The Company will welcome cohorts of individuals from a diverse range of artistic and technological fields into a creative laboratory designed to provoke and expand the boundaries of the art form. The team will explore new ways to create and experience opera.

Since presenting Puccini’s then still-new triptych Il Trittico in its inaugural season of 1923, San Francisco Opera has been an exponent of new music and home for dramatic stories by contemporary artists. The Company has presented the American premieres of works by many twentieth century masters, including Francis Poulenc, Richard Strauss, Benjamin Britten, Maurice Ravel, Dmitri Shostakovich, Leoš Janáček, Olivier Messiaen and György Ligeti. Since 1961, the Company has been committed to commissioning new operas from living composers and presenting the world premieres of works by John Adams, Jake Heggie, Philip Glass, André Previn, Bright Sheng and others. 

War Memorial Opera House — photo by John Boatwright

For Tickets and Information

The San Francisco Opera Box Office is located at 301 Van Ness Avenue, San Francisco
Telephone (415) 864-3330.

San Francisco Opera Box Office hours are: 
Monday 10 a.m.–5 p.m.
Tuesday through Friday 10 a.m.–6 p.m.
Saturday 10 a.m.–6 p.m. (Saturdays phone only)

Monday, June 6, 2022

San Francisco Opera Summer Season 2022 Opens with Two New Productions

Two new and stunning productions for June performances: Don Giovanni and Dream of the Red Chamber will be presented.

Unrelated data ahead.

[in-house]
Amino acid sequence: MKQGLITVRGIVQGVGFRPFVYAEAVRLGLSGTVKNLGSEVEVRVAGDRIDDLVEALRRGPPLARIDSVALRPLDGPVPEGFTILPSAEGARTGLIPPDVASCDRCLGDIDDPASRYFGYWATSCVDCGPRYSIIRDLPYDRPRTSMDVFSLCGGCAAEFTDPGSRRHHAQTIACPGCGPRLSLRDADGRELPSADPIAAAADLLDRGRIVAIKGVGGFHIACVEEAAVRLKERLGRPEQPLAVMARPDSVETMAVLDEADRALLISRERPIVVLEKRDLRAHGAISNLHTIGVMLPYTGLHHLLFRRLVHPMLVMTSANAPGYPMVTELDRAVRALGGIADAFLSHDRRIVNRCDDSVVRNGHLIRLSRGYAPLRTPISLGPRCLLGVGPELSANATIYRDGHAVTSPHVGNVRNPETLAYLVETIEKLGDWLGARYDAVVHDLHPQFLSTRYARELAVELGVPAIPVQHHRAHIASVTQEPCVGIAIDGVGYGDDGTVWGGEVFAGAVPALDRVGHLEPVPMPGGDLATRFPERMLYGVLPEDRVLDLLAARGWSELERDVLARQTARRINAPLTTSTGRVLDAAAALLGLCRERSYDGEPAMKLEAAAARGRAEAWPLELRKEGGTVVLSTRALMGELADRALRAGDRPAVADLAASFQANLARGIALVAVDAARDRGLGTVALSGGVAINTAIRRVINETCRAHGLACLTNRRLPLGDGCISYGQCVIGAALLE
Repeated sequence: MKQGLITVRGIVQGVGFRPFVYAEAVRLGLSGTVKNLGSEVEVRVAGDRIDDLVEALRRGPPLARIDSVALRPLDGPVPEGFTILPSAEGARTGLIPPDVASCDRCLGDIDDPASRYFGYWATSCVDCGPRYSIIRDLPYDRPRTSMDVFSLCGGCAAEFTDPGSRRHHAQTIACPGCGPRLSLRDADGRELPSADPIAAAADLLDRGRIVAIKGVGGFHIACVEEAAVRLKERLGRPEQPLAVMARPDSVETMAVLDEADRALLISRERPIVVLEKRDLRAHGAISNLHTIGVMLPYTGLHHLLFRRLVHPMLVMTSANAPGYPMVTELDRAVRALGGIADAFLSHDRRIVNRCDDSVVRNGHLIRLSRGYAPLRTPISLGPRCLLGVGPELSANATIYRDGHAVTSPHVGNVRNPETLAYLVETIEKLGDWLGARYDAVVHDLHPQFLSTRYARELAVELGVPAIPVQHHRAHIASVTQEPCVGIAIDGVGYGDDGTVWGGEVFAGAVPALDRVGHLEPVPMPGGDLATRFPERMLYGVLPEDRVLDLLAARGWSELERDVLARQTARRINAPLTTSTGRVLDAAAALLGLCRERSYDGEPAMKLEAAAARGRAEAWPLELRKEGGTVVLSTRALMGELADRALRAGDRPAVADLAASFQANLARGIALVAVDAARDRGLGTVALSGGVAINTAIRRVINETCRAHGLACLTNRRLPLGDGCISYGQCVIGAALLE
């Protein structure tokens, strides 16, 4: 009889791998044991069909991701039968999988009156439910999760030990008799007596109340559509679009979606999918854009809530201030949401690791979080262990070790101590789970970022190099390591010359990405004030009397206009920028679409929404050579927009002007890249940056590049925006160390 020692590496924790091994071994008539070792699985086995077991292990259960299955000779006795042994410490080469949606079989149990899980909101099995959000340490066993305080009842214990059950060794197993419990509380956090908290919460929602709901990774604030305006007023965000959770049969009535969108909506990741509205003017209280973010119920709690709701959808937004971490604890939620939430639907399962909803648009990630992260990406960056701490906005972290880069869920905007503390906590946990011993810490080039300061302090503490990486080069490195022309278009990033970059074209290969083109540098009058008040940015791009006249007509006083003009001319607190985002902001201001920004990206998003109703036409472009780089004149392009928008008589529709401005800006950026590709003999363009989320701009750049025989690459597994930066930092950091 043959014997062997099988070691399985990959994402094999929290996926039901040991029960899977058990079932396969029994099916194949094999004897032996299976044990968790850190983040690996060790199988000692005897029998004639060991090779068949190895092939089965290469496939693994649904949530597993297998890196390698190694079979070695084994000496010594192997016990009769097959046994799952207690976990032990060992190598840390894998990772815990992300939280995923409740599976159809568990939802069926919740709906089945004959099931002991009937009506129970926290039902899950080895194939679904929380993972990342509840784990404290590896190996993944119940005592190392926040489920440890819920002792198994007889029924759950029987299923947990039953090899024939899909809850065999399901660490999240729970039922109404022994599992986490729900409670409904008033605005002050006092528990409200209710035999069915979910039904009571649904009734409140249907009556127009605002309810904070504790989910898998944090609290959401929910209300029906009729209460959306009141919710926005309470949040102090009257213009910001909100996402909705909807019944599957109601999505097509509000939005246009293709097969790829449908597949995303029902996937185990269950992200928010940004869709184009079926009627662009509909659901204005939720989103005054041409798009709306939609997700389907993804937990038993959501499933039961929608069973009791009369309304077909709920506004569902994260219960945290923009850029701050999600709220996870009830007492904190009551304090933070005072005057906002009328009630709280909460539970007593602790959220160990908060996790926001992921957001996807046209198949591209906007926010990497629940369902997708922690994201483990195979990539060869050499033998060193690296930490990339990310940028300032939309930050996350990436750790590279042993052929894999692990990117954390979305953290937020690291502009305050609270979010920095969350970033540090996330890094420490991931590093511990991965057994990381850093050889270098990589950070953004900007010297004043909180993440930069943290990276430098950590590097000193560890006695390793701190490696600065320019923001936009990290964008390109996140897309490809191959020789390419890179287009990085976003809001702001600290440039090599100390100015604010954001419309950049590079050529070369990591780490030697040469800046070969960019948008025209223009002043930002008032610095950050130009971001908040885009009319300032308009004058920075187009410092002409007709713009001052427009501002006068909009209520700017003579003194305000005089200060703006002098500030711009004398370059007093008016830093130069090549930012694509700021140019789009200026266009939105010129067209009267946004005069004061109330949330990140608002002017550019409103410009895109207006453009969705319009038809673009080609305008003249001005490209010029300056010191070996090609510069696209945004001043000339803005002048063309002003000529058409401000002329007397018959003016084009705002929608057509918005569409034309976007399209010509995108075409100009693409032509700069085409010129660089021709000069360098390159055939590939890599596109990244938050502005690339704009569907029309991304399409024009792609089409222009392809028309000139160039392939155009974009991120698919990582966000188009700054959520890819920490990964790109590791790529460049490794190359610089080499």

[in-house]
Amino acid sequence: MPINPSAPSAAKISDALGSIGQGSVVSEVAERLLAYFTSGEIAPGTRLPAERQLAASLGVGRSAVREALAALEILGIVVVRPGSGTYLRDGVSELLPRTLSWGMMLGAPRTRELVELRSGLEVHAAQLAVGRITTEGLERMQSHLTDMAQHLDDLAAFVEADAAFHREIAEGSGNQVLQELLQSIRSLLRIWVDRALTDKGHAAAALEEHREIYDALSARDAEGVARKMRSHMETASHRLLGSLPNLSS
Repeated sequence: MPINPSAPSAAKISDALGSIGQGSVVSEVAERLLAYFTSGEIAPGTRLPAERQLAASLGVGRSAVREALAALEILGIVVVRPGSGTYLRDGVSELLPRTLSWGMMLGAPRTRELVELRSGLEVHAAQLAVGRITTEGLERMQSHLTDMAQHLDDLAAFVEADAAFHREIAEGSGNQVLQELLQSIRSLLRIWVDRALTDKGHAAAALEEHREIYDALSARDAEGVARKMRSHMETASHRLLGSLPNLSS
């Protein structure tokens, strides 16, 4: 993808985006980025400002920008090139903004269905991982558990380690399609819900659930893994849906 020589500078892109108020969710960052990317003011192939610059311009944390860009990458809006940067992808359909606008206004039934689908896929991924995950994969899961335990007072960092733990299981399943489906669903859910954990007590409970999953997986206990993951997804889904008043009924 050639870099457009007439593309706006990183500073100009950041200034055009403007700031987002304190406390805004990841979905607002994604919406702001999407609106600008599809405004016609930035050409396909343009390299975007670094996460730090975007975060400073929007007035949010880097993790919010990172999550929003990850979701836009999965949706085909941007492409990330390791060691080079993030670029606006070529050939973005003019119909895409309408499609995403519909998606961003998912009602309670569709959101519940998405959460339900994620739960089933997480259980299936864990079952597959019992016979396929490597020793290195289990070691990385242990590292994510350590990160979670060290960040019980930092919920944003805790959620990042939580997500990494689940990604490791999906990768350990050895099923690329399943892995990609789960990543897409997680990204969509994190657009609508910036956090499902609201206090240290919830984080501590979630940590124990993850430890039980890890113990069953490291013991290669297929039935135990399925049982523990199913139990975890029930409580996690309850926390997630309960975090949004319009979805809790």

I am so excited. Summer opera in San Francisco is on again. San Francisco Opera, one of the greatest (and oldest) opera companies in the world, is presenting two new and dramatic and powerful operas. And this year SAN FRANCISCO OPERA will be starting celebrating its centennial. One hundred years.

I love the two summer productions—Mozart’s Don Giovanni, and the highly dramatic Dream of the Red Chamber, by a team of fantastic creators, based on a classic of Chinese literature.

Act II sextet with Christina Gansch (Zerlina), Adela Zaharia (Donna Anna), Nicole Car (Donna Elvira), Amitai Pati (Don Ottavio), Luca Pisaroni (Leporello - disguised as Don Giovanni), and Cody Quattlebaum (Masetto) in Mozart's "Don Giovanni."
Photo: Cory Weaver/San Francisco Opera

Act I finale of Mozart's "Don Giovanni."
Photo: Cory Weaver/San Francisco Opera

San Francisco Opera opens its 2022 Summer Season with Wolfgang Amadeus Mozart’s Don Giovanni from June 4–July 2 at the War Memorial Opera House.